Saluting the undersung British TV shows of 2016

As the 2010s draw to a close, James looks back at some TV gems from 2016 that deserved more love...

In 2016, Amazon announced that Top Gear team were launching “The Grand Tour” as a replacement for Top Gear. Adam Woodyat filmed his 3000th episode of Eastenders. And a lot of TV about Brexit happened, for all the good that did any of us. Here’s what else was going on.

Continuing our 10-part series revisiting some of the best undersung British and non-US TV shows of the decade, here are a few favourites that arrived in 2016.


Olivia Colman has popped up several times in these lists already, but Flowers might be her most overlooked performance. Written by Will Sharpe (who also acts in the show) it stars Colman alongside Julian Barratt in a pitch-black comedy about lies and depression. A twisted look at existential small-town horror with some killer one-liners and a sense of humour that renders it absolutely unmissable. If you don’t believe us, believe its 100% Rotten Tomatoes score.

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Go 8 Bit

Computer-gaming on TV is always a slightly strange proposition, but the three series that do exist hold up. Packed with video game based challenges presented, by Dara O Briain, to celebrity guests, you’ll be sure to find something you enjoy whether it’s pushing your nostalgia buttons or showing off a recent hit. A great, geeky game show, and there are too few of those.

No Such Thing As The News

This sadly-missed TV version of the hit podcast, No Such Thing As A Fish, was an ultra-low budget production that nonetheless brought all the wit and charm of the weekly trivia podcast to the small screen. Irreverent but informative, its sideways look at the news was must-watch TV for anyone interested in details strange and small.

Neil Gaiman’s Likely Stories

Based on several of Neil Gaiman’s short stories, this Sky production was uneven but interesting, with four episodes subtly connected to one another. Short and creepy, though not quite mind-blowing in the way Black Mirror was, it could have become so much more if it had only had a little more interest behind it. The episodes that do exist justify revisiting it, however!

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Midnight Diner: Tokyo Stories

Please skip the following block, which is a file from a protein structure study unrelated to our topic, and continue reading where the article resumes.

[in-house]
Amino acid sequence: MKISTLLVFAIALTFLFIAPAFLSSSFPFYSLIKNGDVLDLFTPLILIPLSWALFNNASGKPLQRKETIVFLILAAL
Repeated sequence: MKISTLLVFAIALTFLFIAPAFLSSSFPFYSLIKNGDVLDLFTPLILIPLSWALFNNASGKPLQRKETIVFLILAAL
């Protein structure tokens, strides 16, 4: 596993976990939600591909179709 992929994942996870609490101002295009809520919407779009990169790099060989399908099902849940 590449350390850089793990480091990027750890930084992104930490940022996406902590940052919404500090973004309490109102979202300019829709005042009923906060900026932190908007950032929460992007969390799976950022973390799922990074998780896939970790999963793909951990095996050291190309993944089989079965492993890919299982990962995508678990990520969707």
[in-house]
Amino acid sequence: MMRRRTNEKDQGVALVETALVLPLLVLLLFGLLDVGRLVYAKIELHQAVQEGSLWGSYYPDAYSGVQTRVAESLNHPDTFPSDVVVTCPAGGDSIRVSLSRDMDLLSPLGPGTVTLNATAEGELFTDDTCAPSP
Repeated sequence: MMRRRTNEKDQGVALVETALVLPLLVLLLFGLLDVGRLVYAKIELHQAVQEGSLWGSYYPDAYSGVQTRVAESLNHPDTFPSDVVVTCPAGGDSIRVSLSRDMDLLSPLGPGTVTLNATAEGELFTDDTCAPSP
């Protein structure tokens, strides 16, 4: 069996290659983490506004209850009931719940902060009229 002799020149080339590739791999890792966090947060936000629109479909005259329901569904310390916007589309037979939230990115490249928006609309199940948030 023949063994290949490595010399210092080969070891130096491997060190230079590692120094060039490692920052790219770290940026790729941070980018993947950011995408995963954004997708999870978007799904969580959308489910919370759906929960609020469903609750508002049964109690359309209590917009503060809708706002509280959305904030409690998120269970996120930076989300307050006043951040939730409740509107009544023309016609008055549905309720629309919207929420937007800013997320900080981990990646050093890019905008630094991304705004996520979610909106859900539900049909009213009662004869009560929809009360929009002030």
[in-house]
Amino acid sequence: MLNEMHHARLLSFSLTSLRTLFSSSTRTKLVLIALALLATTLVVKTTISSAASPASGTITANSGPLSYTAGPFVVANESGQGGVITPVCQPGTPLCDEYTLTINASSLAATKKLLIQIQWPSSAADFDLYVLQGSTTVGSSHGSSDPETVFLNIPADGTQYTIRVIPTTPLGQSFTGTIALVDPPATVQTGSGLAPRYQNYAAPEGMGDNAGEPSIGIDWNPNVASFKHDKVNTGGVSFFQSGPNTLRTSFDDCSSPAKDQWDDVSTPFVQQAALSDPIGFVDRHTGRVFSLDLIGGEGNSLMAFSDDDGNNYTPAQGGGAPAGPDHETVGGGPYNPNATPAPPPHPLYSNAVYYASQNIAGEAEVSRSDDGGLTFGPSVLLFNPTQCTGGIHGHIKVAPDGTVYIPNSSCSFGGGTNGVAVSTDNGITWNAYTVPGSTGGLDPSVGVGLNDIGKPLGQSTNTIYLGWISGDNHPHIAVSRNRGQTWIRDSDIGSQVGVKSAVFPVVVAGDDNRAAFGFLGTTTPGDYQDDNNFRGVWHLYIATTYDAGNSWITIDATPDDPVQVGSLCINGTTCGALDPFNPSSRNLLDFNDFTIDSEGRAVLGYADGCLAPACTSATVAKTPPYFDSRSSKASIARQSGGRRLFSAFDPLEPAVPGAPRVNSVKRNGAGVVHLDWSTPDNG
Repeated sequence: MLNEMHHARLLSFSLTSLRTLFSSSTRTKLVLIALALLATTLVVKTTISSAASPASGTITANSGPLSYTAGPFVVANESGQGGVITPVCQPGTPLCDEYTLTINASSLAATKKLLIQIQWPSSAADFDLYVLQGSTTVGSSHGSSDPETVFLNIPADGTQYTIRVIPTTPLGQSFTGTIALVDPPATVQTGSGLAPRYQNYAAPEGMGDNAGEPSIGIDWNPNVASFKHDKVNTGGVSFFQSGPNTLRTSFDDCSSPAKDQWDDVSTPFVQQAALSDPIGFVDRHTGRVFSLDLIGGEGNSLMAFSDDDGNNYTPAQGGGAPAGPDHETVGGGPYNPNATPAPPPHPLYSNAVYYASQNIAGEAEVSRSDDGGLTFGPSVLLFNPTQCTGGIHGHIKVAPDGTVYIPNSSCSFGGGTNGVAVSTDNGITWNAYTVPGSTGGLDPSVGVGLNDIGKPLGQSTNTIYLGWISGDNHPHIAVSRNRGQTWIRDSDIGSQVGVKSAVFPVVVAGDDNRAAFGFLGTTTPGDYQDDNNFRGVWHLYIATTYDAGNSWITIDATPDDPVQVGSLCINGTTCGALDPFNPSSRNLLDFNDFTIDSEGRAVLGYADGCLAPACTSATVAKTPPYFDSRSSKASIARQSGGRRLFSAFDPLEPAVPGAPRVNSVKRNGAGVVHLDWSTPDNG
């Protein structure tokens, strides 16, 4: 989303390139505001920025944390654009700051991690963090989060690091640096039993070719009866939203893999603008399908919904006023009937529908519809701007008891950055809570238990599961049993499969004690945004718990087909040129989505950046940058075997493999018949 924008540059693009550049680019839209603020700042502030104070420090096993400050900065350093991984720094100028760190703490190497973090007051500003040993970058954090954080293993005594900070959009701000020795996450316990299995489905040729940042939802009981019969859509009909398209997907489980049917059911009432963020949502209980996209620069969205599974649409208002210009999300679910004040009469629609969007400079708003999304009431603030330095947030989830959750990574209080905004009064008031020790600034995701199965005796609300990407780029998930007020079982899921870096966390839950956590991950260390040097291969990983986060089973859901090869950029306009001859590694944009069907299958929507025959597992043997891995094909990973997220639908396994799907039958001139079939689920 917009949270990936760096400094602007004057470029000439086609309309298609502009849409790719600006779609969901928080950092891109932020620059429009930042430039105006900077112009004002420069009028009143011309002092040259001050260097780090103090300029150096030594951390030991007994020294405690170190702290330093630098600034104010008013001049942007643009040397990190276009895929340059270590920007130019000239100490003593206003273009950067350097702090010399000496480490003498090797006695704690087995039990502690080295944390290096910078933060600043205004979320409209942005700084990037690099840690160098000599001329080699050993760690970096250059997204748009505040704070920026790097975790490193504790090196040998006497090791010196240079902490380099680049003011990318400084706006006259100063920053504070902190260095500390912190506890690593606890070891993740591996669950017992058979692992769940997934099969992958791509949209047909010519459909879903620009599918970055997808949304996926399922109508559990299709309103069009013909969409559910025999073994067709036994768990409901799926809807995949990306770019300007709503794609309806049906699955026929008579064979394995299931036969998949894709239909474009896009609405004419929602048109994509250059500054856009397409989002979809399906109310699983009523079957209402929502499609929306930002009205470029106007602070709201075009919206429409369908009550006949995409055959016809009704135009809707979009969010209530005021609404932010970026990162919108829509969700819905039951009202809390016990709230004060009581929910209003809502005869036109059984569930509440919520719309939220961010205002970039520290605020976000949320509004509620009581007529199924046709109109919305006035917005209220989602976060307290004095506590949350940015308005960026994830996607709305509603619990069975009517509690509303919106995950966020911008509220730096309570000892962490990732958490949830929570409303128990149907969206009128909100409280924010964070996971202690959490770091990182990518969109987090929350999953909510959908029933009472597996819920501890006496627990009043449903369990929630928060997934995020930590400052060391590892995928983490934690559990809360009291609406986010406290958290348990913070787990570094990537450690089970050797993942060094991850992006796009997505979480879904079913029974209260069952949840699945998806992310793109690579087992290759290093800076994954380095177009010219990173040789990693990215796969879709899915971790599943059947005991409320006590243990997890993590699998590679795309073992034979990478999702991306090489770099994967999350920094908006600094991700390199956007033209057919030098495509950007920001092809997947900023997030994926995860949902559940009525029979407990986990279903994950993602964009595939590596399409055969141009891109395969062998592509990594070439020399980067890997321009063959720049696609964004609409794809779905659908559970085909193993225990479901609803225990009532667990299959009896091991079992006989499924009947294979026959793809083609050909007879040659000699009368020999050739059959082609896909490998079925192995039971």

A Japanese show that was brought over to Netflix, Midnight Diner was simply stunning television – a half hour anthology show set around a single ramen restaurant that focused on the lives of its clientele. Sometimes comic, sometimes tragic, but always humane and gentle, nothing on western television comes close.


Sitcoms about parenthood struggle when compared to the likes of Outnumbered or Catastrophe, but Motherland fits into a classic sitcom tradition, focusing around the dynamics of parental cliques. Appearances by the brilliantly deadpan Diane Morgan (Philomena Cunk, Screen Wipe fans) are enough to make it worth catching on its own. The pilot aired in 2016 followed by full series in 2017 and 2019.

National Treasure

A four-part show based, in part, on Operation Yewtree, National Treasure stars Robbie Coltrane as a TV comedian accused of a series of sexual assaults. Near universally-acclaimed and grimly compelling, it deals well with the sensitive issues raised by the real-life scandal and deserves to be seen more widely. Here’s why we thought it was a contender for drama of 2016.

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From similar origins, Thirteen stars a pre-Killing Eve Jodie Comer as Ivy, a 26-year-old woman who escapes from the cellar that has been her prison for 13 years. A 5-episode, single-run story, it too uses the example of real-life horrors to explore dark psychological territory.


Kicking off a three-series run in 2016 was Mum, a sitcom about a recently-widowed 59-year-old and her family. It takes a while to get going but remains sharp and relatable throughout, a heart-felt itcom with a superlative cast that ultimately delivers for anyone willing to give it a chance.

The Aliens

Set 40 years in the future, The Aliens deals with a Britain in which extraterrestrials have arrived on Earth and begun to reluctantly share the planet. Serving as allegory for a number of minorities, it immediately taps into hard sci-fi’s ability to explore contemporary issues in a fantastical setting.

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